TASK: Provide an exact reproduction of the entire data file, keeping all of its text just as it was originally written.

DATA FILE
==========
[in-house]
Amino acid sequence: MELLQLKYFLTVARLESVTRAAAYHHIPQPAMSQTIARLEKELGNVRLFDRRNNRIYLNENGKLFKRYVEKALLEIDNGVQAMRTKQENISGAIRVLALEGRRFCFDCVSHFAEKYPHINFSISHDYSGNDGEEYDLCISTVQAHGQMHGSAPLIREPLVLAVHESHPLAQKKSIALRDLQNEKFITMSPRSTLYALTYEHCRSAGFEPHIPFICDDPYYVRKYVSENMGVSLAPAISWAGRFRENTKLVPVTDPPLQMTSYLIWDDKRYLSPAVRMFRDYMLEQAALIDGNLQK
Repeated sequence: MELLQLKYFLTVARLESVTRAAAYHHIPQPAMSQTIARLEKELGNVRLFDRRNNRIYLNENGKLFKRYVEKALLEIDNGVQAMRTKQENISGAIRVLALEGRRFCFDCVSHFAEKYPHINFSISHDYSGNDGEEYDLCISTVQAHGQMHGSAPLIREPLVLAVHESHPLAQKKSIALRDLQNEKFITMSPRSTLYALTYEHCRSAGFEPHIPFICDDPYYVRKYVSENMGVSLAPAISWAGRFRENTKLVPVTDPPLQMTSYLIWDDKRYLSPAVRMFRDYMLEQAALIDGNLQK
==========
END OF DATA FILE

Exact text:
[in-house]
Amino acid sequence: MELLQLKYFLTVARLESVTRAAAYHHIPQPAMSQTIARLEKELGNVRLFDRRNNRIYLNENGKLFKRYVEKALLEIDNGVQAMRTKQENISGAIRVLALEGRRFCFDCVSHFAEKYPHINFSISHDYSGNDGEEYDLCISTVQAHGQMHGSAPLIREPLVLAVHESHPLAQKKSIALRDLQNEKFITMSPRSTLYALTYEHCRSAGFEPHIPFICDDPYYVRKYVSENMGVSLAPAISWAGRFRENTKLVPVTDPPLQMTSYLIWDDKRYLSPAVRMFRDYMLEQAALIDGNLQK
Repeated sequence: MELLQLKYFLTVARLESVTRAAAYHHIPQPAMSQTIARLEKELGNVRLFDRRNNRIYLNENGKLFKRYVEKALLEIDNGVQAMRTKQENISGAIRVLALEGRRFCFDCVSHFAEKYPHINFSISHDYSGNDGEEYDLCISTVQAHGQMHGSAPLIREPLVLAVHESHPLAQKKSIALRDLQNEKFITMSPRSTLYALTYEHCRSAGFEPHIPFICDDPYYVRKYVSENMGVSLAPAISWAGRFRENTKLVPVTDPPLQMTSYLIWDDKRYLSPAVRMFRDYMLEQAALIDGNLQK